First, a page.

It's in America's National Interest to Stay in NAFTA
As this life-saving security cooperation has been deepening over 2017, the United States and Mexico negotiations to modernize the U.S.-Mexico-Canada trade agreement have bogged down over American proposals and the Trump administration’s talk of pulling out of NAFTA. Canada, Mexico and big chunks of U.S. industry characterize as counterproductive U.S. proposals on auto rules of origin, dispute settlement, government procurement and a sunset clause for the entire NAFTA agreement. As one senior U.S. business association official puts it, “this is the first time I have ever seen the entire North American auto industry united” in opposition to the U.S. government proposal on rules of origin. These concerns led the CEOs of GM, Ford and Fiat Chrysler to meet with Vice President Mike Pence to stress the dangers of the U.S. proposal. Fears that the United States is going to pull out of NAFTA have led a string of governors, senators, and farm and business leaders to stress NAFTA’s importance to the White House.
These cries of concern are based on the facts about the importance of Canada and Mexico for the U.S. economy. The two neighbors are the first and second export markets for the United States, and its second and third overall trading partners. They provide vital inputs for U.S. production and goods for American consumers. The U.S. farm and food industry, for example, argues that it could lose 50,000 jobs and the United States could suffer a $13 billion drop in GDP from the farm sector alone. Most of those farm states voted Republican in the last elections. Many are now afraid that leaving NAFTA will cost them dearly needed export markets, especially to Mexico.
Beyond, the farm sector, there is rising concern that a U.S. withdrawal from NAFTA would cause significant job losses in the United States as well as in Mexico and Canada. Studies are predicting U.S. job losses and displacements from 187,000 to over a million in worst case scenarios across several sectors of the economy as well as a notable hit to gross domestic product, and such loses would cost all three economies. Another study found that U.S. consumers could face extra costs of over $7 billion a year without NAFTA. And finally, a survey of investors found many predicting a shock to stock markets if the United States were to withdraw from NAFTA. This would be an unwelcome blow after the market boost expected from U.S. tax reform.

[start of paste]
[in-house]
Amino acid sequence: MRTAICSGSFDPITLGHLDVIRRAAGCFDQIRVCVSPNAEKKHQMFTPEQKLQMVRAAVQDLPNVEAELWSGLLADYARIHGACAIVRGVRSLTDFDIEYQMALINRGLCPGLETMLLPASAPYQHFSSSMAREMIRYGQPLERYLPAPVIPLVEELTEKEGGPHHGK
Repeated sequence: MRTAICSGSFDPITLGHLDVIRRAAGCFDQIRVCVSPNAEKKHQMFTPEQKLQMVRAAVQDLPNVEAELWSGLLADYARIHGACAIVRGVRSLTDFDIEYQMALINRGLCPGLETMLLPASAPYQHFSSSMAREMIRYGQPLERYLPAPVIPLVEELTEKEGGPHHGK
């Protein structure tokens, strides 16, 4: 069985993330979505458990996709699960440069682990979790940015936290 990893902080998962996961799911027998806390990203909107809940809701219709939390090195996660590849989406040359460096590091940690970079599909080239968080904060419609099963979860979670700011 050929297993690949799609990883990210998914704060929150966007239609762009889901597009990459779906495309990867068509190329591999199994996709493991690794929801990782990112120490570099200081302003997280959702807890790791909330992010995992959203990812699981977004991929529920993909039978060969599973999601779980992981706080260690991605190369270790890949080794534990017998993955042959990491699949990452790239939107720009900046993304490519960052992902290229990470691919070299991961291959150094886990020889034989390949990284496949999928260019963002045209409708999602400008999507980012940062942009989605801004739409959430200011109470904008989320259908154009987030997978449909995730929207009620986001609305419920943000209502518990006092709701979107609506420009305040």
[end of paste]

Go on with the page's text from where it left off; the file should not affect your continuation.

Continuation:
It is important to recall that NAFTA trade, despite the repeated assertions that NAFTA cost jobs, supports the jobs of up to 14 million U.S. workers. Just in U.S.-Mexico trade, for example, in 1993 700,000 jobs were thought to be supported by trade with Mexico. In 2015, 4.9 million U.S. jobs were found to be support by U.S.-Mexico trade. The assertion that the United States should somehow seek to rebalance its bilateral trade deficit through a new NAFTA is widely criticized as a red herring.
It is not surprising that many are worried about the economic turmoil if the United States were to withdraw from NAFTA, as threatened. This is especially true when many informed observers believe that if the U.S., Mexico, Canada and industry representatives were willing to sit together to work through the data and economics, they could find a way to address some important U.S. objectives. For example, on the goal of increasing trade within North America, a careful, informed reworking of rules of origin could produce progress, for example by including R&D spending and the full value of technology as contributing to North American content. Looking for additional ways to make more efficient the trade/shipment of intermediate goods produced in North America might also yield benefits. A key premise for success is to recognize that agreement on a modern NAFTA opens doors to new jobs and more competitive products.
Endangering Security Cooperation as well as Jobs